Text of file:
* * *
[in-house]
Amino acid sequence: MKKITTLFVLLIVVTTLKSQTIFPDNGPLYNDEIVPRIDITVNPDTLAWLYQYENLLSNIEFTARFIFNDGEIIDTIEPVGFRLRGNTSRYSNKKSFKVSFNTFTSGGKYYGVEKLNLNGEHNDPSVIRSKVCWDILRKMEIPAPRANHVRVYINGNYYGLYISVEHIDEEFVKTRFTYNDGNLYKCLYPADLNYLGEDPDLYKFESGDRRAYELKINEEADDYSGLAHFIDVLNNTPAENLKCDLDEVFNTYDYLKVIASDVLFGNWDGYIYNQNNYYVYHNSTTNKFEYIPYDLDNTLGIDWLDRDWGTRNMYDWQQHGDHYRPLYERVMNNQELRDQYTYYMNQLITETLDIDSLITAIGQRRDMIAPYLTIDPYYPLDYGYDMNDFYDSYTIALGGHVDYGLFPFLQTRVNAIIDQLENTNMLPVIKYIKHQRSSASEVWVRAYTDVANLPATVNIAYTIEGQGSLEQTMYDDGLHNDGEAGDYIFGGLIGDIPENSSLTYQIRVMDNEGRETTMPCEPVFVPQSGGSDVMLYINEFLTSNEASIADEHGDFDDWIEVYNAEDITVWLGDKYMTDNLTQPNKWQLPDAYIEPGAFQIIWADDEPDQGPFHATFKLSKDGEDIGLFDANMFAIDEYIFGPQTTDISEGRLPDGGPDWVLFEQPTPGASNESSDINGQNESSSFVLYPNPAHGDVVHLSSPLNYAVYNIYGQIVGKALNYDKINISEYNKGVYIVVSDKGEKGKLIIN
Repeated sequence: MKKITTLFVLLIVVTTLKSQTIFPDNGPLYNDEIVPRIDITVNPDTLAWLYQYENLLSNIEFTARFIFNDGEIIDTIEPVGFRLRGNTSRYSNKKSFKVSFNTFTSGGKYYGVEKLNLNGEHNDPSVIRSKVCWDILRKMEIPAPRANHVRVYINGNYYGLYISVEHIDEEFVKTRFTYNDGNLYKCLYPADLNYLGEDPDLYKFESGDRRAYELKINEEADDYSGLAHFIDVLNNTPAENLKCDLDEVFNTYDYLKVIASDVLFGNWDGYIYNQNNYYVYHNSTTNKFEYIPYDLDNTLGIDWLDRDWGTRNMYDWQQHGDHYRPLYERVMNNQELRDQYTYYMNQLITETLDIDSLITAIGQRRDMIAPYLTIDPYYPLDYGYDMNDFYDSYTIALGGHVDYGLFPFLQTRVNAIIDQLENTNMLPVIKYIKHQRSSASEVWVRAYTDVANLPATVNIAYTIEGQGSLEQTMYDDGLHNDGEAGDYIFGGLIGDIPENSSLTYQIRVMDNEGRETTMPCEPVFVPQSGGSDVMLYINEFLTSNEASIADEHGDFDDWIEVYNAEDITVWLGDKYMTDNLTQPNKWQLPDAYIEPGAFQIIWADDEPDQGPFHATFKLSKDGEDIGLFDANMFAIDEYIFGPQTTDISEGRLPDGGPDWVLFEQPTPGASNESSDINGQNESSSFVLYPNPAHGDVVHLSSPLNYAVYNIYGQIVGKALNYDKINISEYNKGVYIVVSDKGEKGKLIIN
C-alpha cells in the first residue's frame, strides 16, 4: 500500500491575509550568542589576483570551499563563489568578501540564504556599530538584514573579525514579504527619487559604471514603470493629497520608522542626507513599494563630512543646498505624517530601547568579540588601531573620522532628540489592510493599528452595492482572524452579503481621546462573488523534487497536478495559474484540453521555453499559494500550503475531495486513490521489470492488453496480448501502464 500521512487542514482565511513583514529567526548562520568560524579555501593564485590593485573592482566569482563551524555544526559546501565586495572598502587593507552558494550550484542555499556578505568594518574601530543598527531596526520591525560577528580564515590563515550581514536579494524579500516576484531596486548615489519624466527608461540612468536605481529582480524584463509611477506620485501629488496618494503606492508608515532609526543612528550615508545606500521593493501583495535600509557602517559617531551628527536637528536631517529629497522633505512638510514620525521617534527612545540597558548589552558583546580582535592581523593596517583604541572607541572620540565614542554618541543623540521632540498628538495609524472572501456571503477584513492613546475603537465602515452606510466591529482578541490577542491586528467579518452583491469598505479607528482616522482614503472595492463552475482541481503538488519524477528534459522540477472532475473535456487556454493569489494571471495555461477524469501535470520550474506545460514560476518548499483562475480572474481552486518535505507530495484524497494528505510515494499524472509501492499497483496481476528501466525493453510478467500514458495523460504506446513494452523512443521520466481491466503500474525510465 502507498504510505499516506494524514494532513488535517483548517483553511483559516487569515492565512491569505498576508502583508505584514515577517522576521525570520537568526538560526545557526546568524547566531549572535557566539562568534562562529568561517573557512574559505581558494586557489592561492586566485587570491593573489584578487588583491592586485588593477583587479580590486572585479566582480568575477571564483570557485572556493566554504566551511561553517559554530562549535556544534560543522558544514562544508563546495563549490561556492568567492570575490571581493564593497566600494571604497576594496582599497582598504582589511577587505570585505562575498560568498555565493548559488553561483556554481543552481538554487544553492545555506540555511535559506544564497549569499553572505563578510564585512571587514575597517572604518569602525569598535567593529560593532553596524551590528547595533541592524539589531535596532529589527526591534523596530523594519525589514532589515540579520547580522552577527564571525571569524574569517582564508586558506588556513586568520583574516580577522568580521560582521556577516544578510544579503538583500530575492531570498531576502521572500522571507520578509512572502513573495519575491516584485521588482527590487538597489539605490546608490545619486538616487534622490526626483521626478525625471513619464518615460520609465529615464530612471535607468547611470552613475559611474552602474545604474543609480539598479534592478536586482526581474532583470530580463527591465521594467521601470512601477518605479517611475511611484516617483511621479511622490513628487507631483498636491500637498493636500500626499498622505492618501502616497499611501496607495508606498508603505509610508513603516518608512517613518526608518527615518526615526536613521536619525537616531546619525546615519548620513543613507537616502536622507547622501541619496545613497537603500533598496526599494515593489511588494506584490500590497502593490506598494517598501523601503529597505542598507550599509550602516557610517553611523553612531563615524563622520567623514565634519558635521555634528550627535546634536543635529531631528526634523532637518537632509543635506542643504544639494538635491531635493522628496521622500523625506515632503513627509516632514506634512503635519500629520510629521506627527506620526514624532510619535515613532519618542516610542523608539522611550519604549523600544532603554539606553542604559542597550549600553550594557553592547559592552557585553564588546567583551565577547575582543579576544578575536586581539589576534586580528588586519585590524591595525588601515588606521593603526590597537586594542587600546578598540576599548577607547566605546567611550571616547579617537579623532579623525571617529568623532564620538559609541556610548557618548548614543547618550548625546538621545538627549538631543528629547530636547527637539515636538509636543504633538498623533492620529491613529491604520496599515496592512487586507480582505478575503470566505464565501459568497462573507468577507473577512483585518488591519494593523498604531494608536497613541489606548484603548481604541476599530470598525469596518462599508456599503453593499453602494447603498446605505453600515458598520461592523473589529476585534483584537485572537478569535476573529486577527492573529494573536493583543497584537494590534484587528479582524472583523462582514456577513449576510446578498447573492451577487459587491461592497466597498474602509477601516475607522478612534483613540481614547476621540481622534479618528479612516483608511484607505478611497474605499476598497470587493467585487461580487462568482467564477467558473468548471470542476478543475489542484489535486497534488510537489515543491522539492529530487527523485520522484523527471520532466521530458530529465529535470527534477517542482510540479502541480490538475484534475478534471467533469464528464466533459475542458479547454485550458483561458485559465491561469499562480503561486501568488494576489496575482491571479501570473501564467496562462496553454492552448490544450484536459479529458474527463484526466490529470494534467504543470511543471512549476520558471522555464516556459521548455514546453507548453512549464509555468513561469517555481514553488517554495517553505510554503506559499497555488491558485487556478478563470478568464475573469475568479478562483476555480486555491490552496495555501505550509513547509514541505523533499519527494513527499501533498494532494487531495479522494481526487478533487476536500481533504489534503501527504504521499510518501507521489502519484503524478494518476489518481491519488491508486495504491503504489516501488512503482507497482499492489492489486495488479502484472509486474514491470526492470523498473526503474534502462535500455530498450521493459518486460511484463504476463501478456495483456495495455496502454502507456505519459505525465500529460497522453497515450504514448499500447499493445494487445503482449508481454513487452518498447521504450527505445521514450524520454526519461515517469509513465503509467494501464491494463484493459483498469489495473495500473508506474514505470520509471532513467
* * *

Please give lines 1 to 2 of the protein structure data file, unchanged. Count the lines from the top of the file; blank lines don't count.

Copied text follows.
[in-house]
Amino acid sequence: MKKITTLFVLLIVVTTLKSQTIFPDNGPLYNDEIVPRIDITVNPDTLAWLYQYENLLSNIEFTARFIFNDGEIIDTIEPVGFRLRGNTSRYSNKKSFKVSFNTFTSGGKYYGVEKLNLNGEHNDPSVIRSKVCWDILRKMEIPAPRANHVRVYINGNYYGLYISVEHIDEEFVKTRFTYNDGNLYKCLYPADLNYLGEDPDLYKFESGDRRAYELKINEEADDYSGLAHFIDVLNNTPAENLKCDLDEVFNTYDYLKVIASDVLFGNWDGYIYNQNNYYVYHNSTTNKFEYIPYDLDNTLGIDWLDRDWGTRNMYDWQQHGDHYRPLYERVMNNQELRDQYTYYMNQLITETLDIDSLITAIGQRRDMIAPYLTIDPYYPLDYGYDMNDFYDSYTIALGGHVDYGLFPFLQTRVNAIIDQLENTNMLPVIKYIKHQRSSASEVWVRAYTDVANLPATVNIAYTIEGQGSLEQTMYDDGLHNDGEAGDYIFGGLIGDIPENSSLTYQIRVMDNEGRETTMPCEPVFVPQSGGSDVMLYINEFLTSNEASIADEHGDFDDWIEVYNAEDITVWLGDKYMTDNLTQPNKWQLPDAYIEPGAFQIIWADDEPDQGPFHATFKLSKDGEDIGLFDANMFAIDEYIFGPQTTDISEGRLPDGGPDWVLFEQPTPGASNESSDINGQNESSSFVLYPNPAHGDVVHLSSPLNYAVYNIYGQIVGKALNYDKINISEYNKGVYIVVSDKGEKGKLIIN